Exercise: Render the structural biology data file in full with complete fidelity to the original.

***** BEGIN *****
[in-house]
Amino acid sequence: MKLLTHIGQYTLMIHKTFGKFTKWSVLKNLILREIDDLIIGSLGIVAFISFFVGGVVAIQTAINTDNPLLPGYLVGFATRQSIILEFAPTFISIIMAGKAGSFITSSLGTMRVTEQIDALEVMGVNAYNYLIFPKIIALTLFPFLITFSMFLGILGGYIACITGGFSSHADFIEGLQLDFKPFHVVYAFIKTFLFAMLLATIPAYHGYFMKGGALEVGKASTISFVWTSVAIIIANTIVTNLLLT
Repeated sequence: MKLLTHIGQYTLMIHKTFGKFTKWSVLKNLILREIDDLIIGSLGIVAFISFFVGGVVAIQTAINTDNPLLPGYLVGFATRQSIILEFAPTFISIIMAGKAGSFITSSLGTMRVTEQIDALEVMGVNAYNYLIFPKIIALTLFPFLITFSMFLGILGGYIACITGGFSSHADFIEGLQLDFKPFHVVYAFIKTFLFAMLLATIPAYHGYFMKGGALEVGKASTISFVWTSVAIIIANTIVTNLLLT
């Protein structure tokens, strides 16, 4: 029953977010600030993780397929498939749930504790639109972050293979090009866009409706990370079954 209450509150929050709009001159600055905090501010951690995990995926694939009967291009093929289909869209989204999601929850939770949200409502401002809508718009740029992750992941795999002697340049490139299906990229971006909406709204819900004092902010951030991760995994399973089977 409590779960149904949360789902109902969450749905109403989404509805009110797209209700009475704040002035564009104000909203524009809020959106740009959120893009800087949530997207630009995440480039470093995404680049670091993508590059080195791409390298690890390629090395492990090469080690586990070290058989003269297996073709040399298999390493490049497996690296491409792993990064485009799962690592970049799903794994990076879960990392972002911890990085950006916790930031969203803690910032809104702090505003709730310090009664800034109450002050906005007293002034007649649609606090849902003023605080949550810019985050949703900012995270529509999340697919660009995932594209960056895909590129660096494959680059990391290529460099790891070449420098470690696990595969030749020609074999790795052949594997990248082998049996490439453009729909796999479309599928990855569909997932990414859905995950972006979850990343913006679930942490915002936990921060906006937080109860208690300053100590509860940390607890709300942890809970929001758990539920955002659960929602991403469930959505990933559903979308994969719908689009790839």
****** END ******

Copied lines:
[in-house]
Amino acid sequence: MKLLTHIGQYTLMIHKTFGKFTKWSVLKNLILREIDDLIIGSLGIVAFISFFVGGVVAIQTAINTDNPLLPGYLVGFATRQSIILEFAPTFISIIMAGKAGSFITSSLGTMRVTEQIDALEVMGVNAYNYLIFPKIIALTLFPFLITFSMFLGILGGYIACITGGFSSHADFIEGLQLDFKPFHVVYAFIKTFLFAMLLATIPAYHGYFMKGGALEVGKASTISFVWTSVAIIIANTIVTNLLLT
Repeated sequence: MKLLTHIGQYTLMIHKTFGKFTKWSVLKNLILREIDDLIIGSLGIVAFISFFVGGVVAIQTAINTDNPLLPGYLVGFATRQSIILEFAPTFISIIMAGKAGSFITSSLGTMRVTEQIDALEVMGVNAYNYLIFPKIIALTLFPFLITFSMFLGILGGYIACITGGFSSHADFIEGLQLDFKPFHVVYAFIKTFLFAMLLATIPAYHGYFMKGGALEVGKASTISFVWTSVAIIIANTIVTNLLLT
């Protein structure tokens, strides 16, 4: 029953977010600030993780397929498939749930504790639109972050293979090009866009409706990370079954 209450509150929050709009001159600055905090501010951690995990995926694939009967291009093929289909869209989204999601929850939770949200409502401002809508718009740029992750992941795999002697340049490139299906990229971006909406709204819900004092902010951030991760995994399973089977 409590779960149904949360789902109902969450749905109403989404509805009110797209209700009475704040002035564009104000909203524009809020959106740009959120893009800087949530997207630009995440480039470093995404680049670091993508590059080195791409390298690890390629090395492990090469080690586990070290058989003269297996073709040399298999390493490049497996690296491409792993990064485009799962690592970049799903794994990076879960990392972002911890990085950006916790930031969203803690910032809104702090505003709730310090009664800034109450002050906005007293002034007649649609606090849902003023605080949550810019985050949703900012995270529509999340697919660009995932594209960056895909590129660096494959680059990391290529460099790891070449420098470690696990595969030749020609074999790795052949594997990248082998049996490439453009729909796999479309599928990855569909997932990414859905995950972006979850990343913006679930942490915002936990921060906006937080109860208690300053100590509860940390607890709300942890809970929001758990539920955002659960929602991403469930959505990933559903979308994969719908689009790839």